Donald Trump has promised that if he is elected, he will "Make America Great Again!" Apparently, that "greatness" includes the type of torture that was rejected by many Americans when it was practiced under the last Republican president. "The Donald" wants to bring back waterboarding.
When Edward Snowden released a trove of documents in 2013 revealing the depth and breadth of NSA surveillance of Americans, the agency admitted that it previously had a program that captured information about citizens' e-mails, but claimed it had discontinued the program in 2011. Now, newly released documents shows that — par for the course — the agency was telling half the truth. The same surveillance has continued all along under a subsequent program.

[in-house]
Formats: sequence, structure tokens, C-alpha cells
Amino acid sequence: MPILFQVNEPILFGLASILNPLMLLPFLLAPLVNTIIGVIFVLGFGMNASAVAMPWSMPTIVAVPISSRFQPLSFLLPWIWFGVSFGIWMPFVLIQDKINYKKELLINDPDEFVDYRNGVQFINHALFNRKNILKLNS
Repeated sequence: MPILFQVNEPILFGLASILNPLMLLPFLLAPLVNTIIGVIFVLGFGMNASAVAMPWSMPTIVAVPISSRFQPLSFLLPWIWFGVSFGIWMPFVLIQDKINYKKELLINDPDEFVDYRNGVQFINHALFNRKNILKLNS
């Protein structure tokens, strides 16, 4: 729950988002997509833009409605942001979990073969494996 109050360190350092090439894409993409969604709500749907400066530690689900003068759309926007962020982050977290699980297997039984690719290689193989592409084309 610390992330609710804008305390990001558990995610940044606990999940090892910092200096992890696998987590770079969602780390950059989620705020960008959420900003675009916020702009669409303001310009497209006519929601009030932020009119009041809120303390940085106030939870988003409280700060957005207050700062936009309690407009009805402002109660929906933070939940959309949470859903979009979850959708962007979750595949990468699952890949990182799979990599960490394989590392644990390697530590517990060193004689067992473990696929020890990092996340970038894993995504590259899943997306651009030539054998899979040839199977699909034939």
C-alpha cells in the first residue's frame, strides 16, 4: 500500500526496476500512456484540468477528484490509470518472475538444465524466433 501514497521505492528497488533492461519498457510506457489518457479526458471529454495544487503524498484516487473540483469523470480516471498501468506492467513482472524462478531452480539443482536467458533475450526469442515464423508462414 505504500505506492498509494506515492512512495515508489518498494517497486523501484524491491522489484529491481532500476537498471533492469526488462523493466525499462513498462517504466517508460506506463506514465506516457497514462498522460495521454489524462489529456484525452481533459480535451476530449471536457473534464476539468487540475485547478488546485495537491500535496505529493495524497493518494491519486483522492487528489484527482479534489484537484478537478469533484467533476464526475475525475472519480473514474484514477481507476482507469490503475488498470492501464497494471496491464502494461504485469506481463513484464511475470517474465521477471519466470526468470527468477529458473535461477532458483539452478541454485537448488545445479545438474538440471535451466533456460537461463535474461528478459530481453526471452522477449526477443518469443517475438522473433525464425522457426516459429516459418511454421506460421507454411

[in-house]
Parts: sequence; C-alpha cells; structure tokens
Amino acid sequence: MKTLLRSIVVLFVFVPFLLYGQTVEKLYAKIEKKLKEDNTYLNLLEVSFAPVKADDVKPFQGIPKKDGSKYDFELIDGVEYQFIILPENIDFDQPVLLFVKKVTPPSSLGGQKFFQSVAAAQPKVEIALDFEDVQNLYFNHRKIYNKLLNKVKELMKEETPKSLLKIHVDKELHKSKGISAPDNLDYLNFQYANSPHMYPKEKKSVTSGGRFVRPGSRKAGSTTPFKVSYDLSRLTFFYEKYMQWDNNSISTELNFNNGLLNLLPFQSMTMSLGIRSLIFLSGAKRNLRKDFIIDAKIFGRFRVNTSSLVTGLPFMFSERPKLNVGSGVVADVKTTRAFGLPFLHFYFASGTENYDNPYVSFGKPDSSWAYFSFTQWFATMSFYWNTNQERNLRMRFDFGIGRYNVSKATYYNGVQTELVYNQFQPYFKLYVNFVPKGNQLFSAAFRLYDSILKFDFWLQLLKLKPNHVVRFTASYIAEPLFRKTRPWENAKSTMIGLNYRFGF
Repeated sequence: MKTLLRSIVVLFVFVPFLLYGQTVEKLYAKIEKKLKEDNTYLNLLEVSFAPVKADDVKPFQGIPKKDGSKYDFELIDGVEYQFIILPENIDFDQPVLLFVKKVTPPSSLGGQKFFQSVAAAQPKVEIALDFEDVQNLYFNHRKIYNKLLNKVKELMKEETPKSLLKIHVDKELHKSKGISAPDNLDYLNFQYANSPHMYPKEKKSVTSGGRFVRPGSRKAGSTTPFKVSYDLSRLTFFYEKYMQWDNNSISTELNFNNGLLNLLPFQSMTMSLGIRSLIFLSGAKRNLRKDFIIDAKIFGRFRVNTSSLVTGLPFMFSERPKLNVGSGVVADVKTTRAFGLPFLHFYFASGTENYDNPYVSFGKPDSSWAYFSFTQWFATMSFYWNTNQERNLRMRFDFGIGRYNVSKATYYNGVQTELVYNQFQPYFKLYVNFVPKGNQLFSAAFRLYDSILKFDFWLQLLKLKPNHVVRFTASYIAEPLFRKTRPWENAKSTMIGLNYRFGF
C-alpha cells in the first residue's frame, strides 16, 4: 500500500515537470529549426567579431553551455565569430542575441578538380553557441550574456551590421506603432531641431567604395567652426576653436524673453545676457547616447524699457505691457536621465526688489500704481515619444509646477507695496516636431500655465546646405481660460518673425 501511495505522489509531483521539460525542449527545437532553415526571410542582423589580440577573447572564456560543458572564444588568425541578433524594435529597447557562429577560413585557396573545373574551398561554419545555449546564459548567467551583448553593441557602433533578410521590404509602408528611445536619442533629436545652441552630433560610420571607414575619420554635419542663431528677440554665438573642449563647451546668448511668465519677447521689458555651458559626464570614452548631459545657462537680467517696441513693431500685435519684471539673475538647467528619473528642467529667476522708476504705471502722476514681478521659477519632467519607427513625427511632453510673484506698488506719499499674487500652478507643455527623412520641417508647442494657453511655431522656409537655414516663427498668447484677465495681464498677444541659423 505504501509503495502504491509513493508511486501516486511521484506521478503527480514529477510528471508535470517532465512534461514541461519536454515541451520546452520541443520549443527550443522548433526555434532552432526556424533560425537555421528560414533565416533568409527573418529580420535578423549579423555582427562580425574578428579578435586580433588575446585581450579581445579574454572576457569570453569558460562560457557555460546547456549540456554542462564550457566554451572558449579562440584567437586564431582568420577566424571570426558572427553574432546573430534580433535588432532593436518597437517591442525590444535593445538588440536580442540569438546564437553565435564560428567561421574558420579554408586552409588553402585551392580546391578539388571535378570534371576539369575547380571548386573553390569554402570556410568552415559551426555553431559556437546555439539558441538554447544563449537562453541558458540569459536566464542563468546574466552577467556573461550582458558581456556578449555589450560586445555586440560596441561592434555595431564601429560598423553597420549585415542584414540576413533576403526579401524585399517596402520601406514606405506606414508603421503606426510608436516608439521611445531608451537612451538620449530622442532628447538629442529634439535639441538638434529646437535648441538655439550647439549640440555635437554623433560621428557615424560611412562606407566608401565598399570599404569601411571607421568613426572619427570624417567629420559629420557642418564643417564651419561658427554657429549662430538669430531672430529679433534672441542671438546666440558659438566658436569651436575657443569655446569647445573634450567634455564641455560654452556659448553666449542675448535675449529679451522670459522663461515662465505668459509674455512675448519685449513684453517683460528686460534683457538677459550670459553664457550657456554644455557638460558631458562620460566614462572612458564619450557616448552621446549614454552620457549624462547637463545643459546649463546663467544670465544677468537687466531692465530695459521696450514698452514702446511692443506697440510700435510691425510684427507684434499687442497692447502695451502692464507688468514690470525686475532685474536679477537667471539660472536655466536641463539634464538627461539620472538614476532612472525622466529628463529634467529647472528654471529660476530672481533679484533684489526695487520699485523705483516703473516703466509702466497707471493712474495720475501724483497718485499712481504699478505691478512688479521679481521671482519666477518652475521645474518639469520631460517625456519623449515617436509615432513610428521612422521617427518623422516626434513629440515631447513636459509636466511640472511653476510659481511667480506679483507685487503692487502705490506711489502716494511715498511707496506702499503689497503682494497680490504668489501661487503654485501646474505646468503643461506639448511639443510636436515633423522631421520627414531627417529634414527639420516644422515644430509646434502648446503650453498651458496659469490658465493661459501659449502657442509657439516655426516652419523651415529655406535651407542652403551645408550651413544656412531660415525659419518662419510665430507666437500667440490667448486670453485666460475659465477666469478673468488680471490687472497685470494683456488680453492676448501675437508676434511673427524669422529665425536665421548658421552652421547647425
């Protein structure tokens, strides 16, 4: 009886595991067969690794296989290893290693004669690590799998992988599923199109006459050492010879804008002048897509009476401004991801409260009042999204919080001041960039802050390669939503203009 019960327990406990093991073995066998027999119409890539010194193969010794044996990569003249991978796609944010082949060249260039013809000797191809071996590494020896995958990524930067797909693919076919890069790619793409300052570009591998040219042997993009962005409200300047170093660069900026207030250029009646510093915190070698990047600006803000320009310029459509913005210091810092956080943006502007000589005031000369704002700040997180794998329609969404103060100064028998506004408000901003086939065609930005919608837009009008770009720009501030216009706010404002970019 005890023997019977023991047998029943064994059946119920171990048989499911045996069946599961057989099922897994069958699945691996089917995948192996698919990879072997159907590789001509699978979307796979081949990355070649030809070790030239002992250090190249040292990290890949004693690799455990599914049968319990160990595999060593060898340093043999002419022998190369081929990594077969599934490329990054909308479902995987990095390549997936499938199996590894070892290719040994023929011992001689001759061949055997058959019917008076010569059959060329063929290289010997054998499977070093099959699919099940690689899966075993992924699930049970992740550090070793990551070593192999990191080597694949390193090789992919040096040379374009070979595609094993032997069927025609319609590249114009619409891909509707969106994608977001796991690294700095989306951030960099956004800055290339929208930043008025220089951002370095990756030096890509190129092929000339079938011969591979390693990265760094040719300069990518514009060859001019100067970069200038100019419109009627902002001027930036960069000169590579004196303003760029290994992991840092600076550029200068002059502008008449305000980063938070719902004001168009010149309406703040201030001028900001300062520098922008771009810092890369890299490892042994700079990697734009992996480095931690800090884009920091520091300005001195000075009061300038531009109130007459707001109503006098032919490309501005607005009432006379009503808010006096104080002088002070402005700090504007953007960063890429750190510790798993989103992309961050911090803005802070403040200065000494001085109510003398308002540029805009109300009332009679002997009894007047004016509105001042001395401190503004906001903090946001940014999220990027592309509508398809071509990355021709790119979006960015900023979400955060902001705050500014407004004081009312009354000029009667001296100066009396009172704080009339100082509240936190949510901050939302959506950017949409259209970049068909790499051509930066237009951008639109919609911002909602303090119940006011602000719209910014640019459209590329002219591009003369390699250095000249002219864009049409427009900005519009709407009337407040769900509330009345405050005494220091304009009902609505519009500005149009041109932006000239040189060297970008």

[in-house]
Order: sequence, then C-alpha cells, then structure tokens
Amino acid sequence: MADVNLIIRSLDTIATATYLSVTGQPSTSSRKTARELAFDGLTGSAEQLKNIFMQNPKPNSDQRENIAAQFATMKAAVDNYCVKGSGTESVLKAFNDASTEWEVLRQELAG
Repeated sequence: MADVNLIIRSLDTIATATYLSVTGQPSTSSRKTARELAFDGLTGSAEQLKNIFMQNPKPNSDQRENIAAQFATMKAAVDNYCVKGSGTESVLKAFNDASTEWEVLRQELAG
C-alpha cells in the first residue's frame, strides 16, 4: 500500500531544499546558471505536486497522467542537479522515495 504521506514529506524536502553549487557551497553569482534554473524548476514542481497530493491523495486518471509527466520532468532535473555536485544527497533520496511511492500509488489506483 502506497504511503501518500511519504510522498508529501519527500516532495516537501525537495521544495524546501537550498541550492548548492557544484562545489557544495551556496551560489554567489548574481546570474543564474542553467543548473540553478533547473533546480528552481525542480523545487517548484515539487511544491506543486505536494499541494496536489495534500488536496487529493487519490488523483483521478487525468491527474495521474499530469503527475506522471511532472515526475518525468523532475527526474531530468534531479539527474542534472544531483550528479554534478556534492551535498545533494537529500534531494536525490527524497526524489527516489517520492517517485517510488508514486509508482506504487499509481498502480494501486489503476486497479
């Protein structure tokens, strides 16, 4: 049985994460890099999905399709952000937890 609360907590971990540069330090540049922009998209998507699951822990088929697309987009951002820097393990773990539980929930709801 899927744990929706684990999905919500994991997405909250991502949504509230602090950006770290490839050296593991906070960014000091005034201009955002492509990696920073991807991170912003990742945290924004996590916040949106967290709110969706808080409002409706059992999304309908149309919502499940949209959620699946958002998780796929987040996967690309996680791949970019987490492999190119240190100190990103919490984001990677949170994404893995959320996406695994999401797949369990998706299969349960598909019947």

The Assembly of State Legislatures met in Salt Lake City to draft rules for an Article V convention, and changed the Article V text.
With respect to the difficult and potentially dangerous position in which Arizona Governor Ducey and the other 30 or so state executives find themselves, one wonders where in the Constitution states are required to ask the federal government’s permission to exercise a power they specifically retain under the Bill of Rights, namely the power to grant or refuse permission for entry into their sovereign territory to an immigrant, no matter what label that immigrant is given by the federal government.
The battle over the legality of NSA surveillance is heating up again. Just last week, U.S. District Court Judge Richard Leon ordered the NSA to stop collecting the telephone data of a California lawyer. Without any real delay, an appeals court set that injunction aside, allowing the NSA spying program to continue unabated in its vacuuming up of data about the phone conversations of Americans.